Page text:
The Faculty of History are happy to announce that Prof. Peter C. Mancall has been elected as the Harmsworth Visiting Professorship 2019-20.
Peter C. Mancall is Andrew W. Mellon Professor of the Humanities, Professor of History and Anthropology, Linda and Harlan Martens Director of the USC-Huntington Early Modern Studies Institute, and Divisional Dean for the Humanities at the USC Dornsife College of Letters, Arts, and Sciences. His research focuses on the history of early America, the early modern Atlantic world, the history of medicine, environmental history, and Native American history. He has written six books and edited fifteen others. His books include FATAL JOURNEY: THE FINAL EXPEDITION OF HENRY HUDSON—A TALE OF MUTINY AND MURDER IN THE ARCTIC (Basic Books, 2009), HAKLUYT’S PROMISE: AN ELIZABETHAN’S OBESESSION FOR AN ENGLISH AMERICA (Yale University Press, 2007), and, most recently, NATURE AND CULTURE IN THE EARLY MODERN ATLANTIC, published by the University of Pennsylvania Press in 2018. His next book, THE TRIALS OF THOMAS MORTON, will be published by Yale in fall 2019. He is currently writing “American Origins,” which will be volume one of the Oxford History of the United States. In the 2019-2020 academic year, he will be the Harmsworth Professor of American History at Oxford University.
My newest book, NATURE AND CULTURE IN THE EARLY MODERN ATLANTIC, published by the University of Pennsylvania Press in early 2018, began as the Mellon Distinguished Lectures that I gave at the University of Pennsylvania in 2012. The book concentrates on the sixteenth-century Atlantic basin. I pay particular attention to the way that environmental historians (and others, I hope) can use visual images and indigenous (American) oral history to expand our understanding of human/nature relations at the dawn of the modern era.
My next book, THE TRIALS OF THOMAS MORTON, should appear with Yale University Press shortly before the start of my term as the Harmsworth Professor. This book analyzes an English writer named Thomas Morton, who was exiled three times from New England—once from Plymouth Colony and twice from Massachusetts. In 1637, when he was back in England during his second exile, he wrote a book entitled New English Canaan, which is not widely read anymore but offered an early critique of the Pilgrims and Puritans who settled in New England in the 1620s and 1630s. In this book, I try to piece together Morton’s life and suggest ways that his view of what he observed can change the way we understand the English colonization of North America. The title comes from the fact that Morton was a lawyer and he used his legal training to try to have the charter of Massachusetts Bay returned, an act that would have undermined the colony.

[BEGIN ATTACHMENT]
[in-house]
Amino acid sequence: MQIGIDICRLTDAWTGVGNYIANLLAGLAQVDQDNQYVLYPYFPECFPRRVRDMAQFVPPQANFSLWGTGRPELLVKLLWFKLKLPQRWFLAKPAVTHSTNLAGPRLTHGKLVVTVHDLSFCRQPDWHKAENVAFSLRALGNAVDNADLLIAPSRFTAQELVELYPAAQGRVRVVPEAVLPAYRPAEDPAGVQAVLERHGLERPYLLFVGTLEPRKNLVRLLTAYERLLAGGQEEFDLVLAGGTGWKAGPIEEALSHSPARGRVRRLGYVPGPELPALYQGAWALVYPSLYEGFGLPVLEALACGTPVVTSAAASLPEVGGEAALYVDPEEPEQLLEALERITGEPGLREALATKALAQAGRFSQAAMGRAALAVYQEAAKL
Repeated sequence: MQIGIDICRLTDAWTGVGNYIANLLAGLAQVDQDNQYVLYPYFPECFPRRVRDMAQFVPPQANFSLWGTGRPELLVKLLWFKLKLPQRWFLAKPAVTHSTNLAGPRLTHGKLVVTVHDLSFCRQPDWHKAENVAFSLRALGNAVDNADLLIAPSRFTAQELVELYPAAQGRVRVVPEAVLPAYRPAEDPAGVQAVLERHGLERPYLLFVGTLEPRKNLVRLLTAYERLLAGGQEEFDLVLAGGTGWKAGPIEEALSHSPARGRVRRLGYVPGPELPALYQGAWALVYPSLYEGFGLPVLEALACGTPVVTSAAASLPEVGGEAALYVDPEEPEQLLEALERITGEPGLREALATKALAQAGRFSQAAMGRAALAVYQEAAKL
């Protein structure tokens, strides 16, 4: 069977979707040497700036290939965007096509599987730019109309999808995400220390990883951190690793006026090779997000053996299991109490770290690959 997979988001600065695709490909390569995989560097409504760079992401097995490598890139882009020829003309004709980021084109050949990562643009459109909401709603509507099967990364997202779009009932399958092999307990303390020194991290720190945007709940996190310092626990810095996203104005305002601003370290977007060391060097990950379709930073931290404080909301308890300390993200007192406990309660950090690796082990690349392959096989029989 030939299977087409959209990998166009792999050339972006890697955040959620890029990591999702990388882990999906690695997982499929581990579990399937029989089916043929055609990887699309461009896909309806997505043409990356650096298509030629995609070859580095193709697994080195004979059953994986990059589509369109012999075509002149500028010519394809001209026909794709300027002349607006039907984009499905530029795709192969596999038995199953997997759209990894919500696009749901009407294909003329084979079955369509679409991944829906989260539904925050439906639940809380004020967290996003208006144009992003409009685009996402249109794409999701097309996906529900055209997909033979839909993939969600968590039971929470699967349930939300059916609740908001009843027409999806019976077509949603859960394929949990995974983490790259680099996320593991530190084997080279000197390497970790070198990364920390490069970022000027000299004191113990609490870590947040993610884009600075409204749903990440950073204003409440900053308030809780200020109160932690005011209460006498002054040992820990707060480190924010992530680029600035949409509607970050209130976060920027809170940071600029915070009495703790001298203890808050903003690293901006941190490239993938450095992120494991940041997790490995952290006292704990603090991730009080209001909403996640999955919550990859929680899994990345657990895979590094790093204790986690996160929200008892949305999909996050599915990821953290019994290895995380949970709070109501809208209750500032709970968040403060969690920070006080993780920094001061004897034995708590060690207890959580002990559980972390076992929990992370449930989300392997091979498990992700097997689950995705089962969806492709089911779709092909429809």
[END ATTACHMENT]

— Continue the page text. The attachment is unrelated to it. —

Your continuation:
I am currently writing a book called AMERICAN ORIGINS, which is scheduled to be volume one of the Oxford History of the United States. In this book, I analyze much of North America, including territory that did not become part of the United States, in the centuries leading up to c. 1680. My book ends with the near-simultaneous Pueblo Revolt in New Mexico and the arrival of William Penn in the east. During my year in Oxford I will be continuing work on this book. I plan to have a complete draft before I start the Harmsworth post.